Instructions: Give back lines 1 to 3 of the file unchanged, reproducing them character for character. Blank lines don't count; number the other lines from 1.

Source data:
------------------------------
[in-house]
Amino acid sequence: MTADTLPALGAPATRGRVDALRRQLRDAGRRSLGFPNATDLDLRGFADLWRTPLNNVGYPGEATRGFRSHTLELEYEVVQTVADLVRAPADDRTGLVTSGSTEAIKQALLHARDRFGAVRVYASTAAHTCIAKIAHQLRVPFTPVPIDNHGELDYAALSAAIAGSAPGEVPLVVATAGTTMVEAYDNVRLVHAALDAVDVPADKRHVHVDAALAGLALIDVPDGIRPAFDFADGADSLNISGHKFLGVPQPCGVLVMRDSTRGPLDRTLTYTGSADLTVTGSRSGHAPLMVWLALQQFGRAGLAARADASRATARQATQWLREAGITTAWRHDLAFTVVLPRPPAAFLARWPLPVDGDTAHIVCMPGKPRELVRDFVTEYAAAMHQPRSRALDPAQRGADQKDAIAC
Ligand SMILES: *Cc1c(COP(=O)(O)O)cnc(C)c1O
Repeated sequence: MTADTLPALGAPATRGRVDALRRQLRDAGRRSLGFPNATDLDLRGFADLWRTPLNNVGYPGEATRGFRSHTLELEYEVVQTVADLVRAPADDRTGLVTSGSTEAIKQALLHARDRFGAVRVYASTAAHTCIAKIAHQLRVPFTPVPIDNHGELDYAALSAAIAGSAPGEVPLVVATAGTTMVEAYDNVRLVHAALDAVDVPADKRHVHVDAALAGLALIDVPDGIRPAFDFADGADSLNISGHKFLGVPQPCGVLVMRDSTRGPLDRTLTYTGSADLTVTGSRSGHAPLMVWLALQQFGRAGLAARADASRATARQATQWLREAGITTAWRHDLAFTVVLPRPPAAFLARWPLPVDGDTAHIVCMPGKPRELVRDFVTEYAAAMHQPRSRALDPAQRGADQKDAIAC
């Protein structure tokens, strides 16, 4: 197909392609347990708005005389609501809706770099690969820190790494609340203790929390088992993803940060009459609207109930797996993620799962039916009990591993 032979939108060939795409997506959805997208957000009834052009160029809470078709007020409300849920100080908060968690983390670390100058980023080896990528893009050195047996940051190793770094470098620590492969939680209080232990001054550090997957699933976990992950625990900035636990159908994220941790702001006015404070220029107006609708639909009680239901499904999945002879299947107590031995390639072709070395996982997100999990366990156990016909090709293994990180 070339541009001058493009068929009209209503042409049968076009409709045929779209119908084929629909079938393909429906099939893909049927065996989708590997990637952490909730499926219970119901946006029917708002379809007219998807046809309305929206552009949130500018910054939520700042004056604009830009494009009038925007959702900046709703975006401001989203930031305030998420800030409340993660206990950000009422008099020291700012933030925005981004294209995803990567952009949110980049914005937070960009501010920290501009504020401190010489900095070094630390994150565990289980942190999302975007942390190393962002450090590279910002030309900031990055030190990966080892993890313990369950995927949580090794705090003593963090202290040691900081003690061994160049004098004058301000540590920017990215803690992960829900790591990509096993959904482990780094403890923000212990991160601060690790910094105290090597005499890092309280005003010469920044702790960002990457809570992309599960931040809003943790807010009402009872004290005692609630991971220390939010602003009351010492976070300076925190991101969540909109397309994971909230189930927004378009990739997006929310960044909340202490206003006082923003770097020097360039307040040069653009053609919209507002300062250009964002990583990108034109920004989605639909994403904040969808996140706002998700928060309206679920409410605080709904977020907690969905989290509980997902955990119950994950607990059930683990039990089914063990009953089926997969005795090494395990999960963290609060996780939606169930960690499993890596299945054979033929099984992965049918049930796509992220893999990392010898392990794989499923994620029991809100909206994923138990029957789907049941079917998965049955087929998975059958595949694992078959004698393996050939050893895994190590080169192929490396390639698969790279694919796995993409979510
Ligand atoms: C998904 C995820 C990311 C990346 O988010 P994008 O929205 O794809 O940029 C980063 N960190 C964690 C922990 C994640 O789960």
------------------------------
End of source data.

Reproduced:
[in-house]
Amino acid sequence: MTADTLPALGAPATRGRVDALRRQLRDAGRRSLGFPNATDLDLRGFADLWRTPLNNVGYPGEATRGFRSHTLELEYEVVQTVADLVRAPADDRTGLVTSGSTEAIKQALLHARDRFGAVRVYASTAAHTCIAKIAHQLRVPFTPVPIDNHGELDYAALSAAIAGSAPGEVPLVVATAGTTMVEAYDNVRLVHAALDAVDVPADKRHVHVDAALAGLALIDVPDGIRPAFDFADGADSLNISGHKFLGVPQPCGVLVMRDSTRGPLDRTLTYTGSADLTVTGSRSGHAPLMVWLALQQFGRAGLAARADASRATARQATQWLREAGITTAWRHDLAFTVVLPRPPAAFLARWPLPVDGDTAHIVCMPGKPRELVRDFVTEYAAAMHQPRSRALDPAQRGADQKDAIAC
Ligand SMILES: *Cc1c(COP(=O)(O)O)cnc(C)c1O